Marino Marini, Pistoia 1901 - 1980 Viareggio

  • Marino Marini

    Pistoia 1901 - 1980 Viareggio

Marino Marini is one of the foremost sculptors of twentieth-century Italy. Marini’s practice focused on modernist reinterpretations of classical themes like the equestrian figure, the female nude, and the portrait bust. Though toward the end of his career his style became increasingly abstract, Marini often drew inspiration from artistic traditions of the past, from sources as diverse as Etruscan art and the sculpture of medieval northern European craftsmen. Born in Pistoia, Marini commenced his training at the Accademia di Belle Arti in Florence in 1917 and from 1922 turned almost exclusively to sculpture. In 1929, he succeeded his teacher and mentor Arturo Martini as professor at the Scuola d’Arte di Villa Reale di Monza, retaining the position until 1940, when he accepted a professorship at the Accademia di Belle Arti di Brera. Over the course of the next two decades, Marini achieved international recognition. In 1949 his work was included in the seminal exhibition entitled Twentieth-Century Italian Art, held at the Museum of Modern Art in New York, and the following year, the Buchholz Gallery in New York began showing his work. Exhibitions at the Hanover Gallery in London, the Kestner-Gesellschaft in Hannover, the Kunstverein in Hamburg, and the Haus der Kunst in Munich followed. He received the Grand Prize for Sculpture at the 1952 Venice Biennale and the Feltrinelli Prize at the Accademia dei Lincei in Rome in 1954. During his travels throughout Europe and to America, Marini encountered many of the leading modern artists of his day, including Giorgio de Chirico, Jean Arp, Henry Moore, Max Beckmann, Alexander Calder, and Alberto Giacometti.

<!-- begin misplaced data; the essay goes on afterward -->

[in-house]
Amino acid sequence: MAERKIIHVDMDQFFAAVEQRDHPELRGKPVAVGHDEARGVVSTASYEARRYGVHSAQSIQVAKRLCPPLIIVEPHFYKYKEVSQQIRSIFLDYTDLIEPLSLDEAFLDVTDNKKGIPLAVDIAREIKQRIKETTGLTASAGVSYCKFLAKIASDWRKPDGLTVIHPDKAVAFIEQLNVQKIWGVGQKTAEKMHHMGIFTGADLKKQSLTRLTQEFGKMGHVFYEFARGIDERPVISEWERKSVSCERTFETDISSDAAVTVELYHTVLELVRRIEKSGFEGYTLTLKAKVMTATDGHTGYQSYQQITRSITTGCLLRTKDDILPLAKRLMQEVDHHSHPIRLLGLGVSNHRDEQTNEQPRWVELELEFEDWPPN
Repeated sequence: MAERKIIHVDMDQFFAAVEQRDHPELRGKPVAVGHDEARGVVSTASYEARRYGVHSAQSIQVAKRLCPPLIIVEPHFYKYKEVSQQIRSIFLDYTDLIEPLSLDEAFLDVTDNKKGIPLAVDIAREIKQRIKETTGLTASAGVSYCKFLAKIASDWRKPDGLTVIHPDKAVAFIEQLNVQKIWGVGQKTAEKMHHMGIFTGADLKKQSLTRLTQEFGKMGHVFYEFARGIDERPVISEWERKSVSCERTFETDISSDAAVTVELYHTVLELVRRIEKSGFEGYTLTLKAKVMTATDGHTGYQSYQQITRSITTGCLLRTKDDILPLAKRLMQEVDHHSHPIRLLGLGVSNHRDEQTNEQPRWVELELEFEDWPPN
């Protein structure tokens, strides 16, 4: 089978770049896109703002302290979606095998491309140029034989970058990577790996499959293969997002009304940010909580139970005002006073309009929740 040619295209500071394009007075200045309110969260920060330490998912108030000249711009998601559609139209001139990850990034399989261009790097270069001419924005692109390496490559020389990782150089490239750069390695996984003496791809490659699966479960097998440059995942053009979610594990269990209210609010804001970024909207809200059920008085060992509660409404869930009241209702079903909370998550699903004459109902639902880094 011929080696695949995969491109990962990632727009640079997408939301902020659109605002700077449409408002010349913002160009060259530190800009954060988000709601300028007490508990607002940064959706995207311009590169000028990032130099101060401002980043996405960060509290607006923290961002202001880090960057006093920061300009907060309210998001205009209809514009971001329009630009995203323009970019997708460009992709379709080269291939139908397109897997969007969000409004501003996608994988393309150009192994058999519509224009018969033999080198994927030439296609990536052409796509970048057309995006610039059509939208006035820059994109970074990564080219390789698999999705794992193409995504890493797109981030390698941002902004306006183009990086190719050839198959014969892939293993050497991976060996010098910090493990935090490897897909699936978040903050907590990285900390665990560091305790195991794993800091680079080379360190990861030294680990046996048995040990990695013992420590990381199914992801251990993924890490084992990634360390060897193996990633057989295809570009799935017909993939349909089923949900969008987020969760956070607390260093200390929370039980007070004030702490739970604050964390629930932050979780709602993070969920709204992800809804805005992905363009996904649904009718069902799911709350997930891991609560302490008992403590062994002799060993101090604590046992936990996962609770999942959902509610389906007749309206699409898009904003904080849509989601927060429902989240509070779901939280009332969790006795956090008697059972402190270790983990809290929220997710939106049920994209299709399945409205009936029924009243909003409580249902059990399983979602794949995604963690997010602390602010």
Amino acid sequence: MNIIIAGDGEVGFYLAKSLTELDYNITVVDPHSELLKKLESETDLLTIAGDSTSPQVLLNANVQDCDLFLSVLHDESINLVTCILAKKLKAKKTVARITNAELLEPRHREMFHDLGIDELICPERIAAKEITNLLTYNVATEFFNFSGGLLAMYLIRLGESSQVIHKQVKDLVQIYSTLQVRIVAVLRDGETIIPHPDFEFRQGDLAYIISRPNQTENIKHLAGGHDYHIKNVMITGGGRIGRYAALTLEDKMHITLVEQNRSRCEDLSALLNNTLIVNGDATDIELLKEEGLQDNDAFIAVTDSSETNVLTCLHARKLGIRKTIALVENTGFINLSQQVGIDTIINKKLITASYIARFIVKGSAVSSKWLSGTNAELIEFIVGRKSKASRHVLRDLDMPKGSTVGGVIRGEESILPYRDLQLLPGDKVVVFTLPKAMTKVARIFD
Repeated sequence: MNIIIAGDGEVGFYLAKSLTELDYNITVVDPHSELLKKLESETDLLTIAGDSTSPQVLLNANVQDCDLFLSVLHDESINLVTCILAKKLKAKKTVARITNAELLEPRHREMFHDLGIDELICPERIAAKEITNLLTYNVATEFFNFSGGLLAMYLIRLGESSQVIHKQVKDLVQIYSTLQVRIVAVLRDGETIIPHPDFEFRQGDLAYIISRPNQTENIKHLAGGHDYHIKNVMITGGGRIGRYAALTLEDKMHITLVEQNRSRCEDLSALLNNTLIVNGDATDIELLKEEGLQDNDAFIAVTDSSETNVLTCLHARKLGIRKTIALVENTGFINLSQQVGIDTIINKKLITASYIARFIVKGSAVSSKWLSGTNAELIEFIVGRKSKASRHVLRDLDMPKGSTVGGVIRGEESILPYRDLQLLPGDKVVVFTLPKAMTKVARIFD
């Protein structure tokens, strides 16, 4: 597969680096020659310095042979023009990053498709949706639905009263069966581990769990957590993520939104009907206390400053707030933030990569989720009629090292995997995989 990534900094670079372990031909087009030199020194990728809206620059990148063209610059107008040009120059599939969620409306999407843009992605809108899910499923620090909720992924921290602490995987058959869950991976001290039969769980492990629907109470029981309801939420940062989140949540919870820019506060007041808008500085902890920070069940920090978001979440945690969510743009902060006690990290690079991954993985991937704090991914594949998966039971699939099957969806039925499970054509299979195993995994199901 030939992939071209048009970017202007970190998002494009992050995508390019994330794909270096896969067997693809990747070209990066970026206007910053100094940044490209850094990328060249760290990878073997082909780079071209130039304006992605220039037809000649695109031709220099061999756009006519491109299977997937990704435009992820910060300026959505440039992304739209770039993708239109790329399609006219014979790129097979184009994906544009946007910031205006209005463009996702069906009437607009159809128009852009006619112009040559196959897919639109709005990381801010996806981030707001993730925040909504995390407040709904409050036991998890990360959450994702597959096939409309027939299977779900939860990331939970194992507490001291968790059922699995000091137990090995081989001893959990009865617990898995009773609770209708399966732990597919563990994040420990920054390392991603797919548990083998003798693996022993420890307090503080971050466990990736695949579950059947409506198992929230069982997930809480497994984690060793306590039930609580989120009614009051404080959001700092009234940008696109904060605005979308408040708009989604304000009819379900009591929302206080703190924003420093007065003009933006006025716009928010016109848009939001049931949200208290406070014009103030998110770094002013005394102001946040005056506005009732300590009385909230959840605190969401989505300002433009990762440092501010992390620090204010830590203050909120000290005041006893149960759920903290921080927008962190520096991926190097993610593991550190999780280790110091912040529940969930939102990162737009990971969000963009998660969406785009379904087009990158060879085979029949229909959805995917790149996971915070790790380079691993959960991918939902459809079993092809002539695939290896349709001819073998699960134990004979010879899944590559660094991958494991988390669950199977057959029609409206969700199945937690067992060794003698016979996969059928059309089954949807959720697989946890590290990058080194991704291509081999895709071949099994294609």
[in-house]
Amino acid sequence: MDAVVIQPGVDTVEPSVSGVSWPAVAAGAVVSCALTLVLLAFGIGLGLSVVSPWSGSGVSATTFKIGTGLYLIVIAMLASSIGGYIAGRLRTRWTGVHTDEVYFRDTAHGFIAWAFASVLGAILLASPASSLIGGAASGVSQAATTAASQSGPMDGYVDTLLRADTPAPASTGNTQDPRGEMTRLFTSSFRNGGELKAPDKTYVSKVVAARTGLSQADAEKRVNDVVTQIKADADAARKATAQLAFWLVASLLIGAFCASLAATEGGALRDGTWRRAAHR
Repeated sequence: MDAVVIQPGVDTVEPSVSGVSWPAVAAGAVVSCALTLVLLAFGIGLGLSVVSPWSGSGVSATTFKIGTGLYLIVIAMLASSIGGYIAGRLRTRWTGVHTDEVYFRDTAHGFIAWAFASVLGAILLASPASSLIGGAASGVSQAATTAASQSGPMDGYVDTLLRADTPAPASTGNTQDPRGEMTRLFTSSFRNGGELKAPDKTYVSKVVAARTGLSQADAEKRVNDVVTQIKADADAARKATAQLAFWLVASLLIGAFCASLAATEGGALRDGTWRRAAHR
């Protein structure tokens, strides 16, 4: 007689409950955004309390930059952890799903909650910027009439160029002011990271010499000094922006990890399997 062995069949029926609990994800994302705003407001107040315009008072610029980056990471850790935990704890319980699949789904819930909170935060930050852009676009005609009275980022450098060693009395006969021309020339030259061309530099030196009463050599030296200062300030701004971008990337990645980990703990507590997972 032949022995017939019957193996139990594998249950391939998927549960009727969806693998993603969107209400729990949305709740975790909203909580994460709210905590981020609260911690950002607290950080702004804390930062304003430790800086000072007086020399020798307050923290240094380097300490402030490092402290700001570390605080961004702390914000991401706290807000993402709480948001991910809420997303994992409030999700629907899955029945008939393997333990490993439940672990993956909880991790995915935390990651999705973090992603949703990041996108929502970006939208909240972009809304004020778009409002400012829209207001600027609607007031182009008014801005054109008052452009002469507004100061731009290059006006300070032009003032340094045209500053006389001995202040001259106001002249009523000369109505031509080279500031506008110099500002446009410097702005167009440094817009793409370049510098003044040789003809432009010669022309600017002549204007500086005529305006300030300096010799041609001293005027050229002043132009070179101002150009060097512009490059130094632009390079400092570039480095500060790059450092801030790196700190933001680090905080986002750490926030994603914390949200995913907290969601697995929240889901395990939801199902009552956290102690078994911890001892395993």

Works

Marino Marini
Pistoia 1901–1980 Viareggio
Dancer, 1953
bronze
162.5 x 45 x 35 cm (64 x 17 3/4 x 13 3/4 in.)